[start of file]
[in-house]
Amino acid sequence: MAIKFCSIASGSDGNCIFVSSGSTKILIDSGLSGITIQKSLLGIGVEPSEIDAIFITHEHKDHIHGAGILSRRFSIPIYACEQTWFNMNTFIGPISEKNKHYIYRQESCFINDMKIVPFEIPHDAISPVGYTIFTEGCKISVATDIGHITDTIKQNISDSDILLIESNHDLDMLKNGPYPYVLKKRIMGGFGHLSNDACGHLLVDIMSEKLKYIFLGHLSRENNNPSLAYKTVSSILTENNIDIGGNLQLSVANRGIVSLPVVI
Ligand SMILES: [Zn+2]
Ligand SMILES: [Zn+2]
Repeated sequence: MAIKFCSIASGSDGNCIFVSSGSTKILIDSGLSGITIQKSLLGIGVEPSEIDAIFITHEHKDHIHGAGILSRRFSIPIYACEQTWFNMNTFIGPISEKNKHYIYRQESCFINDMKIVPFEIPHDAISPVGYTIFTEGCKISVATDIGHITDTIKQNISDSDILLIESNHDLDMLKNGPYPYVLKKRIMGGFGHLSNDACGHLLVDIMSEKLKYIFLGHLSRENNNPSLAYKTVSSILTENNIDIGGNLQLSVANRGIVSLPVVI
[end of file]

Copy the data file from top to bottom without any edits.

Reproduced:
[in-house]
Amino acid sequence: MAIKFCSIASGSDGNCIFVSSGSTKILIDSGLSGITIQKSLLGIGVEPSEIDAIFITHEHKDHIHGAGILSRRFSIPIYACEQTWFNMNTFIGPISEKNKHYIYRQESCFINDMKIVPFEIPHDAISPVGYTIFTEGCKISVATDIGHITDTIKQNISDSDILLIESNHDLDMLKNGPYPYVLKKRIMGGFGHLSNDACGHLLVDIMSEKLKYIFLGHLSRENNNPSLAYKTVSSILTENNIDIGGNLQLSVANRGIVSLPVVI
Ligand SMILES: [Zn+2]
Ligand SMILES: [Zn+2]
Repeated sequence: MAIKFCSIASGSDGNCIFVSSGSTKILIDSGLSGITIQKSLLGIGVEPSEIDAIFITHEHKDHIHGAGILSRRFSIPIYACEQTWFNMNTFIGPISEKNKHYIYRQESCFINDMKIVPFEIPHDAISPVGYTIFTEGCKISVATDIGHITDTIKQNISDSDILLIESNHDLDMLKNGPYPYVLKKRIMGGFGHLSNDACGHLLVDIMSEKLKYIFLGHLSRENNNPSLAYKTVSSILTENNIDIGGNLQLSVANRGIVSLPVVI